Our plans involved the vehicles returning through Mulan and heading towards Balgo before cutting south down the Kiwirrkurra-Balgo Road to meet us somewhere along its length in the next day or two. They were also to head in to Gunawarrawarra Rockhole south of Balgo. We would continue south down the Lake Gregory Road before cutting twenty kilometres south east to reach Mount Wilson.

Our course took us onto the wide, flat expanses of the Tanami desert where much of the spinifex was regenerating after a recent fire. On occasion we crossed an old survey (or ‘shot’) line. As we pushed south east, the horizon eventually gave up a view of our destination, the flat top of Mount Wilson and distinctive surrounding hills. In an odd twist, in the absolute middle of nowhere I came across a spade head half buried in the sand.

There were only two low sand dunes to be crossed and we spent much of the journey investigating the creeks, rocky outcrops and other features. We located a sizeable dry rock hole in the bed of a creek, damp sand a tell tale sign of recent water. Unfortunately, the lovely young spinifex gave way to thicker scrub as we closed on our destination slowing us down.

Reaching Mount Wilson we scaled the eastern flank on the quads, locating a cairn of loose stones on the north eastern edge of the Hill. Alan knew that a cairn existed somewhere on the Mount and we were very pleased to discover it so quickly. Carefully deconstructing the cairn, we located an old wine bottle containing a note left by Kieran Kelly and a group in 2005. Kelly has published two books covering his expeditions across the Tanami. The first, “Hard Country, Hard Men: In The Footsteps Of Gregory”: traces his 1999 expedition along Gregory’s 1856 route. The second, “Tanami: On foot across the desert” is an account of his epic journey across the width of the Tanami with camels in 2002. Examined and photographed, the note was careful returned and the cairn rebuilt incorporating the shovel head as an addition.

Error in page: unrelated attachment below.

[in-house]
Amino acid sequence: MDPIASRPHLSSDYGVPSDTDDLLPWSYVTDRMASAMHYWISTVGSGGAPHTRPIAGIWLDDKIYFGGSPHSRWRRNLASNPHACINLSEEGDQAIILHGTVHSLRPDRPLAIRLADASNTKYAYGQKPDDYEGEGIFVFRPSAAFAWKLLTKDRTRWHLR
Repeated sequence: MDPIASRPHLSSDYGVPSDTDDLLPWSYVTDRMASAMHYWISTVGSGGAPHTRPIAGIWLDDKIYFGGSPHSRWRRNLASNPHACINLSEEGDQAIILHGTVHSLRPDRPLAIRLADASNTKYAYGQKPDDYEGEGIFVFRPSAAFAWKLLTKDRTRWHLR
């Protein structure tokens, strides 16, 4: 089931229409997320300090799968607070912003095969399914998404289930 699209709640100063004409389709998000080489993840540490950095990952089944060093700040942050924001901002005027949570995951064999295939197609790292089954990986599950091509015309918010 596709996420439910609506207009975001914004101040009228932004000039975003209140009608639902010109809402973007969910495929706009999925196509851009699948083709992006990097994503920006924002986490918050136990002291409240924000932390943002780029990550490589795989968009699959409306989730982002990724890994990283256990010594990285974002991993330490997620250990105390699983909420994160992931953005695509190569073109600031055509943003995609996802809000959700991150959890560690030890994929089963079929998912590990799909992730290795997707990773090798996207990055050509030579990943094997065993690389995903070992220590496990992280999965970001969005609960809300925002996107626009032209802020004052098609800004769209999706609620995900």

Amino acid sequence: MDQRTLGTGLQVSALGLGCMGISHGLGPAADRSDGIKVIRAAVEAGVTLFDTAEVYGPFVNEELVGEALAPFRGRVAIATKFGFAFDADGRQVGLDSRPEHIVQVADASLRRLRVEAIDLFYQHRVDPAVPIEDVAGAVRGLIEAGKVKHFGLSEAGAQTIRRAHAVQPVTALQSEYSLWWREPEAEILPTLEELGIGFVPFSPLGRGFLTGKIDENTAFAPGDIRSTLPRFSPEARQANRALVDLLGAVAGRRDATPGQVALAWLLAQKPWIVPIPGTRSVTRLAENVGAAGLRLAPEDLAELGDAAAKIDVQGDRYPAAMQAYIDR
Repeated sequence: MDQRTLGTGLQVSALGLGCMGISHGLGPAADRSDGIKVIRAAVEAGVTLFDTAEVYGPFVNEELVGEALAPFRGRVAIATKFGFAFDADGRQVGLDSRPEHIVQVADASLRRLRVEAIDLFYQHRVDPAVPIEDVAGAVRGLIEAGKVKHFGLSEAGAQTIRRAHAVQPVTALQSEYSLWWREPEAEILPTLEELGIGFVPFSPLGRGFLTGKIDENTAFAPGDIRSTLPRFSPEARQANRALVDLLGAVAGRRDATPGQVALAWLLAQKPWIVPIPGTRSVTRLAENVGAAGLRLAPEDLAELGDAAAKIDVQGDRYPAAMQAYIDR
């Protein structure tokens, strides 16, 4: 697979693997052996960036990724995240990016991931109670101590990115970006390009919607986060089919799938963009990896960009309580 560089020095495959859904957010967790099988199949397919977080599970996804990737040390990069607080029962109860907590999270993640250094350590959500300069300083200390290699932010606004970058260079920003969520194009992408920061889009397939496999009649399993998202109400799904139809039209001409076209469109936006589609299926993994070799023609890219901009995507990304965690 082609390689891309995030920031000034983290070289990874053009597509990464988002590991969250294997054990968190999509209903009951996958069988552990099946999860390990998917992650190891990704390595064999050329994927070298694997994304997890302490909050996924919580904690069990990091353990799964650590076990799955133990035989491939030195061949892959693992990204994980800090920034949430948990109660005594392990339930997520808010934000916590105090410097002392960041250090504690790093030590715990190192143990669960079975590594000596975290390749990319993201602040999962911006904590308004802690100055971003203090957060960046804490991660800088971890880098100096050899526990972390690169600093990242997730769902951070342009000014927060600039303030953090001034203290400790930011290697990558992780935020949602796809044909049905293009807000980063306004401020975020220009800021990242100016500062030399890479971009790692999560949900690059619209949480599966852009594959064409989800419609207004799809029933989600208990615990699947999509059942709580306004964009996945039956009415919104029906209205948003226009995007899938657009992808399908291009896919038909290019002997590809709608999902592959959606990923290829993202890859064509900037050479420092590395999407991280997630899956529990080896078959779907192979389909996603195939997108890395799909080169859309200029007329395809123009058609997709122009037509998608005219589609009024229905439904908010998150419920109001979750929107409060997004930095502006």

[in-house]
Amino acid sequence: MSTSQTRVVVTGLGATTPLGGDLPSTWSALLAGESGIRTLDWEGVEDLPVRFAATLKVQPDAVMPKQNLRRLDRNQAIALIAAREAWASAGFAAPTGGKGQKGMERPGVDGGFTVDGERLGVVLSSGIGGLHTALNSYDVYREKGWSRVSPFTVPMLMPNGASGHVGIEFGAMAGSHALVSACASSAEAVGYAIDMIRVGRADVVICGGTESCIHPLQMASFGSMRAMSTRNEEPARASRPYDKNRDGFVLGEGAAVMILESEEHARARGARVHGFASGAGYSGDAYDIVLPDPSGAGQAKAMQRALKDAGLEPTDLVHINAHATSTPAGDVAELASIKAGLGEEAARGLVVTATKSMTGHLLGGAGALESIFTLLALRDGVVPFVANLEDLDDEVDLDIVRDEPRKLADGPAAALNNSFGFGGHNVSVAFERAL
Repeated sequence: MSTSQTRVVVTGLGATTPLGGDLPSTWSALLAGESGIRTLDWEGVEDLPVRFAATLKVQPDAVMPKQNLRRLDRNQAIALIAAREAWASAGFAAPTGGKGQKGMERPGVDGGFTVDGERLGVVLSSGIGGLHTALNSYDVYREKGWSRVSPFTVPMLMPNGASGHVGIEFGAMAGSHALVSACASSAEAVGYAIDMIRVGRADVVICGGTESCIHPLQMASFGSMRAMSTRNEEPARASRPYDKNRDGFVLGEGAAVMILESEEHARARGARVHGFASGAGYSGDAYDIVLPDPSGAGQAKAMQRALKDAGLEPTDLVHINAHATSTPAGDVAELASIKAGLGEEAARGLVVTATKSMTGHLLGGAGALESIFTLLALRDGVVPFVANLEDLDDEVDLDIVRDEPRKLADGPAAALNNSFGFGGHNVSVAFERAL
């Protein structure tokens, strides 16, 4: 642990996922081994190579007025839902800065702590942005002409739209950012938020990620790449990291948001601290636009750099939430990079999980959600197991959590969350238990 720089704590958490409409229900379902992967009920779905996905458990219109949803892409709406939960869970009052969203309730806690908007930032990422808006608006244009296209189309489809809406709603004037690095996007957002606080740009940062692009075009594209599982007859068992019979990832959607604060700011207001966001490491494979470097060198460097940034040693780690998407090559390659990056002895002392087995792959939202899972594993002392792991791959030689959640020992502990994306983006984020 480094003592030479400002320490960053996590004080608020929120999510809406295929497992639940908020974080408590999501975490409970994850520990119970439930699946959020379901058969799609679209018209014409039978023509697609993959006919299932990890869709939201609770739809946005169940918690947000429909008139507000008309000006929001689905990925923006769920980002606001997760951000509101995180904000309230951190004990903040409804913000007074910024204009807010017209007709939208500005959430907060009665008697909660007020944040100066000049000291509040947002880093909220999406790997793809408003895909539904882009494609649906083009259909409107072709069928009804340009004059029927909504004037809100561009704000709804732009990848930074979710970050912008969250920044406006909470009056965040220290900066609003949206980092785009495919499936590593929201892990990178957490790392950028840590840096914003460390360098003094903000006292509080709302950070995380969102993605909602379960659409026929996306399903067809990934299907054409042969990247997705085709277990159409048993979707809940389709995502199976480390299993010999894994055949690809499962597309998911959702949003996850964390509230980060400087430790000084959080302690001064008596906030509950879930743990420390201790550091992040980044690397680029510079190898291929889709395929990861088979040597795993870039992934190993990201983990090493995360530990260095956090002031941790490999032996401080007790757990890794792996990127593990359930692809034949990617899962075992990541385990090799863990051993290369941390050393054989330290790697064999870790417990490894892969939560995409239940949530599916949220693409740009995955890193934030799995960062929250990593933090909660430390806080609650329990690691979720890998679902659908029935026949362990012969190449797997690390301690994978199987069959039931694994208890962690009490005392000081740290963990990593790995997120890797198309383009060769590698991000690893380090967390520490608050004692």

In 1856, Augustus Gregory described the view from Mount Wilson: